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Swans Reflecting Elephants

Swans Reflecting Elephants (1937) is a painting by the Spanish surrealist Salvador Dalí. This painting is from Dalí's Paranoiac-critical period. Painted using oil on canvas, it contains one of Dalí's famous double images. The double images were a major part of Dalí's "paranoia-critical method", which he put forward in his 1935 essay "The Conquest of the Irrational". He explained his process as a "spontaneous method of irrational understanding based upon the interpretative critical association of delirious phenomena." Dalí used this method to bring forth the hallucinatory forms, double images and visual illusions that filled his paintings during the Thirties. As with the earlier Metamorphosis of Narcissus, Swans Reflecting Elephants uses the reflection in a lake to create the double image seen in the painting. In Metamorphosis, the reflection of Narcissus is used to mirror the shape of the hand on the right of the picture. Here, the three swans in front of bleak, leafless trees are reflected in the lake so that the swans' necks become the elephants' trunks and the trees become the legs of the elephants. In the background of the painting is a Catalan landscape depicted in fiery fall colors, the brushwork creating swirls in the cliffs that surround the lake, to contrast with the stillness of the water.[1]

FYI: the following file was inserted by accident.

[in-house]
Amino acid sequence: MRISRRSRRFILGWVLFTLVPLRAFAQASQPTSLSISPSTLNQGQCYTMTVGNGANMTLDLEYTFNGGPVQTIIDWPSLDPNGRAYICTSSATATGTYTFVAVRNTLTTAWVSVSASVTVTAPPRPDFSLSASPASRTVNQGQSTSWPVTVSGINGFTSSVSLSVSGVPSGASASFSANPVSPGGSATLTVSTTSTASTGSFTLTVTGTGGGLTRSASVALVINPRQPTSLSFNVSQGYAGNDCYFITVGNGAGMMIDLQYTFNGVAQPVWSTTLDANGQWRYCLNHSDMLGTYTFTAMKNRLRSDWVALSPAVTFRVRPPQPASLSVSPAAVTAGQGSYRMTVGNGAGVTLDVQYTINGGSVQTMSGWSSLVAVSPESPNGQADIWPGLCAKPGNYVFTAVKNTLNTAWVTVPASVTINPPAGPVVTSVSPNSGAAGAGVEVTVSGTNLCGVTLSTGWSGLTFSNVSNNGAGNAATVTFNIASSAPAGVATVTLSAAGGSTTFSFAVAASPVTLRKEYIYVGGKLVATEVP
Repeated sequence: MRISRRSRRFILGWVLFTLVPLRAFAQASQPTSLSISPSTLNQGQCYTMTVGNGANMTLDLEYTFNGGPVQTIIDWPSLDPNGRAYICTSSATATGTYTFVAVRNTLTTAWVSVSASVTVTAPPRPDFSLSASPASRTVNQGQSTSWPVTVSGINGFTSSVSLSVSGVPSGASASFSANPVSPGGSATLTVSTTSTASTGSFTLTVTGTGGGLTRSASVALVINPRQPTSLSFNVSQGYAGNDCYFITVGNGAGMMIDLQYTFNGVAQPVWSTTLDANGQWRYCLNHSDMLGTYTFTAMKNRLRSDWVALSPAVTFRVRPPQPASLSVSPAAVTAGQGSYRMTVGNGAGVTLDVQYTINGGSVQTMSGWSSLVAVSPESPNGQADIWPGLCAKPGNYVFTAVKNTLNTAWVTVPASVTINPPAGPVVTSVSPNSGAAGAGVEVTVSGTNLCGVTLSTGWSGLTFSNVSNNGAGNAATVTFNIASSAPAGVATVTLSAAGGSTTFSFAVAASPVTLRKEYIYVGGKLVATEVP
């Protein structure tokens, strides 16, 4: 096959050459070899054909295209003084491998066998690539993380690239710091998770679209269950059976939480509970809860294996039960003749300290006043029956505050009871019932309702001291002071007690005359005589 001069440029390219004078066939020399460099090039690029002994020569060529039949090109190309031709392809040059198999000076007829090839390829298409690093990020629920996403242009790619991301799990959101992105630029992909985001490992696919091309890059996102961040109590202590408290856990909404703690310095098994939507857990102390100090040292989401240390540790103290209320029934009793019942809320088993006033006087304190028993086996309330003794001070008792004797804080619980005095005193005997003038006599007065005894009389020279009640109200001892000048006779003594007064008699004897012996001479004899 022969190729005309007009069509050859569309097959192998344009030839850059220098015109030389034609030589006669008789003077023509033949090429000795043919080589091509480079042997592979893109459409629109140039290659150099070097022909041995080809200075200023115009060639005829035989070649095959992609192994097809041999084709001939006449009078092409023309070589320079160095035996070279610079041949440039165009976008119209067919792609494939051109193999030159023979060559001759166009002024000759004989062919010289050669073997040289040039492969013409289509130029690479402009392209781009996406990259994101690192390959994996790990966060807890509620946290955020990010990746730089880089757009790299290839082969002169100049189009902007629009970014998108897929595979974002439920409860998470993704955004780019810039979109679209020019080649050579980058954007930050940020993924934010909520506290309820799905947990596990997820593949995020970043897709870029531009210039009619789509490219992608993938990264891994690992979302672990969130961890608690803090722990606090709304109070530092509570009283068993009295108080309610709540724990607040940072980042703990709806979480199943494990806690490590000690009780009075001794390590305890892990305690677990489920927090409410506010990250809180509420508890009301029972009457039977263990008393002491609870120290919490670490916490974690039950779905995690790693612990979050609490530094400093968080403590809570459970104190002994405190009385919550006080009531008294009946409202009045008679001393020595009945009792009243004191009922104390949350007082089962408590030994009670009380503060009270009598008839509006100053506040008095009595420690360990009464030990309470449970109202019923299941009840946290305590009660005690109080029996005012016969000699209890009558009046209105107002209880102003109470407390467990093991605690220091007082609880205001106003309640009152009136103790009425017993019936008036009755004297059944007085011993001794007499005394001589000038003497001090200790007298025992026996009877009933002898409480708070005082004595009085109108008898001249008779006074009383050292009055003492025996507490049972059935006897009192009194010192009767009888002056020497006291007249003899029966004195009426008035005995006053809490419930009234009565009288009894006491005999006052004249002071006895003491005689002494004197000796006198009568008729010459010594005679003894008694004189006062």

Swans Reflecting Elephants
Swans reflecting elephants.jpg
Artist Salvador Dalí
Year 1937
Medium Oil on canvas
Dimensions 51 cm × 77 cm (20.08 in × 30.31 in)
Location private collection

The painting was one of many art pieces stolen by the Nazis in France and Belgium between 1940 and 1944.[2]